Recently the media has been full of reports about MPs calling for tougher laws on dress code discrimination. Gary Cattermole, Director of award-winning employee engagement and employee research provider, The Survey Initiative, discusses why the issue is so vital and provides advice on how to create an inclusive dress code in your organisation.
I think we have a lot to thank Nicola Thorp for. Thorp was a receptionist at accounting giant, PwC, and one day she turned up to work in flat shoes.
Her bosses pointed out that they expected her to wear shoes with at least a two-inch heel, and after she had refused to go and buy herself a pair, and pointed out that her male counterparts were not expected to wear similar attire, she was sent home without pay.
Aggrieved, Thorp set-up a petition calling for a law to stop firms from requiring women to wear high heels at work which attracted a whopping 152,420 signatures.
Thorp had definitely started something that many had naturally felt was unjust for a long time. Parliament decided to look into the matter and the Women and Equalities Committee and the Petitions Committee invited the public to send in other examples of discriminatory dress codes.
They were inundated with accounts of sexism in the workplace from women having to dye their hair blonde to wearing revealing outfits. The committee’s report stated – “The existing law is clear, the dress code that prompted this petition is already unlawful. The existing law is not yet fully effective in protecting employees from discrimination at work. We call on the government to review this area of the law.”
To many of us it almost seems ridiculous that this is even being discussed in 2017, let alone women being subjected to so many out-of-date workplace expectations. In the news, we may hear that Trump has issued a memo to say that his staffers should ‘dress like women’ and we may pass it off as yet another inappropriate comment, but it would appear that dress code discrimination is endemic in many organisations.
I often direct staff and employee engagement surveys for a wide range of organisations from SMEs to multinationals and inequality with workplace gear is quite often top of the agenda.
So, the question I’m often asked – “how do you create a non-discriminative dress code?”
First up you have to consider your organisation’s own brand. Are you a Facebook-media savvy type organisation where it’s OK to rock up in your jeans, smart T shirt and trainers? Or are you a city outfit when only the smartest of tailored suits will do? Whilst you’re deciding how your company’s ethos should be portrayed, it’s ideal to consult with your staff to see what they think should be written into your workplace dress code.
It’s also vital to debate standards of dress – for example the CEO may feel suit and ties are the norm, but other team members may prefer a more casual approach. Also, one person’s view of what constitutes ‘smart casual’ is very different to someone else’s, you may often find that there will be vast differences of opinion by people of different generations and faith, so make sure everyone has a voice and that their views are heard.
Once the dress code has been agreed it’s also imperative that the code is shared to everyone throughout the organisation so that everyone knows what is expected of them.
Sometimes it is important for an organisation to offer their staff a uniform; for many, such as the emergency services, it is essential for the public to instantly recognise them, for other companies it may be more to do with conveying a corporate image. Here all employees should be offered non-gender specific garments, such as health professionals and security personnel offered trousers etc.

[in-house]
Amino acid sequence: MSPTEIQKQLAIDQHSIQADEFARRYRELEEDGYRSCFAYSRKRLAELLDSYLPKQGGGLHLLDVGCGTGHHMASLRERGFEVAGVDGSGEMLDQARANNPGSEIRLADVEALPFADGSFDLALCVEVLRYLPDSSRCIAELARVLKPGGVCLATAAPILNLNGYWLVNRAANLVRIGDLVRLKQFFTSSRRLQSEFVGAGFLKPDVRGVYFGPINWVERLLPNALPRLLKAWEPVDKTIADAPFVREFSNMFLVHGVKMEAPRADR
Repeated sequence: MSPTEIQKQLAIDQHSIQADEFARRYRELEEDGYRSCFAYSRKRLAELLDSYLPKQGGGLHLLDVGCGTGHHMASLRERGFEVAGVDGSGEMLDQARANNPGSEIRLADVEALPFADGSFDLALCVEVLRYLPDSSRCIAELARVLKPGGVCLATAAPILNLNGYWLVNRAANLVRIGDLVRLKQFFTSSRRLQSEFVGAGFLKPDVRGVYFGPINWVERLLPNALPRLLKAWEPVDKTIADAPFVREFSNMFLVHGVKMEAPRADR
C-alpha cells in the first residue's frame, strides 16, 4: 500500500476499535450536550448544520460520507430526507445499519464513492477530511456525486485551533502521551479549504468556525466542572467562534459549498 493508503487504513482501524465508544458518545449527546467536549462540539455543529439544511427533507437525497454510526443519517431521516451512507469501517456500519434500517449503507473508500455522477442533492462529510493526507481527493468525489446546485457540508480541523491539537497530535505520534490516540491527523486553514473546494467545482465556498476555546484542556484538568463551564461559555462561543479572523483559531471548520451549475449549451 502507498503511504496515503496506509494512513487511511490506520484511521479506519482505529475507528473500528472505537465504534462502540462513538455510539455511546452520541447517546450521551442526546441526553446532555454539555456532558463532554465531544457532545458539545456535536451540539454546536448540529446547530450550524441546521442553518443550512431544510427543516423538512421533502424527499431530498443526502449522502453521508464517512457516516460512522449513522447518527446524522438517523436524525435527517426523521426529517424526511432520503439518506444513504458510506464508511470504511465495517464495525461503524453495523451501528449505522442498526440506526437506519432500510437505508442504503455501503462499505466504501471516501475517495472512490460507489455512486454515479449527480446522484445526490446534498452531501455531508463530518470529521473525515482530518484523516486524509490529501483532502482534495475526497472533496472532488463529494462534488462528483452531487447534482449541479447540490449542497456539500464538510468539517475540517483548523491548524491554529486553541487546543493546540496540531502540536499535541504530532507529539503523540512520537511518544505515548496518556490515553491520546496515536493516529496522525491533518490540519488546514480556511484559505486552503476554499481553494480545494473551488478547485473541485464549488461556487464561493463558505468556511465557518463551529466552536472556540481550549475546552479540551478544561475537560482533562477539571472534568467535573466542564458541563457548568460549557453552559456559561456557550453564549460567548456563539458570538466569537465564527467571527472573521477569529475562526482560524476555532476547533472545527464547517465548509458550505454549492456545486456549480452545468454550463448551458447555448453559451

Many organisations need to offer a uniform due to health and safety too, for many different roles there are various different options a staff member could wear.
Why not give employees choice within your corporate guidelines on what they would want to wear?
Food service operators for example could be offered a choice of three different options that they would feel most comfortable and productive in.
I still feel it astonishing that any company would put, or ever did, put in their dress code that women should wear high heels or apply several layers of make up! My female colleagues may tell me that stilettos are great for a glam night out, but not many opt for them on a daily basis for office workwear.
There’s also been much medical evidence to claim that wearing high heels can cause physical pain and lead to malformed feet, such as bunions etc. Many women naturally protest being told to apply make-up and don a pair of heals as they feel it sexualises their role in the workplace, and their efforts are not judged on their talents, but more on their looks, which is not OK in 2017.
Creating a dress code also goes beyond just a clothes issue, when developing your policy, also consider your company’s view on tattoos and body piercings – some bars and clubs actively encourage people with tattoos and body piercings to give the outlet a more edgy vibe, whereas other organisations may request employees to remove piercings or cover tattoos while at work.
Make sure your dress code policy is inclusive to everyone of any religion to ensure they are free to express their own cultural and religious beliefs. Also, consider employees within the LGBT community – could your uniform put LGBT off working for you, are you losing out on top talent because of your existing dress code? What policies do you have in place for someone who’s transgender or on their transformation journey?
If you’re ever uncertain of your legal requirements discuss the issue with your company lawyer or refer to Acas’ website, which offers lots of helpful tips and latest legal advice on dress code.
But the key to getting the dress code right, is the same for all things employee engagement, make sure you listen to everyone and treat everyone with mutual respect.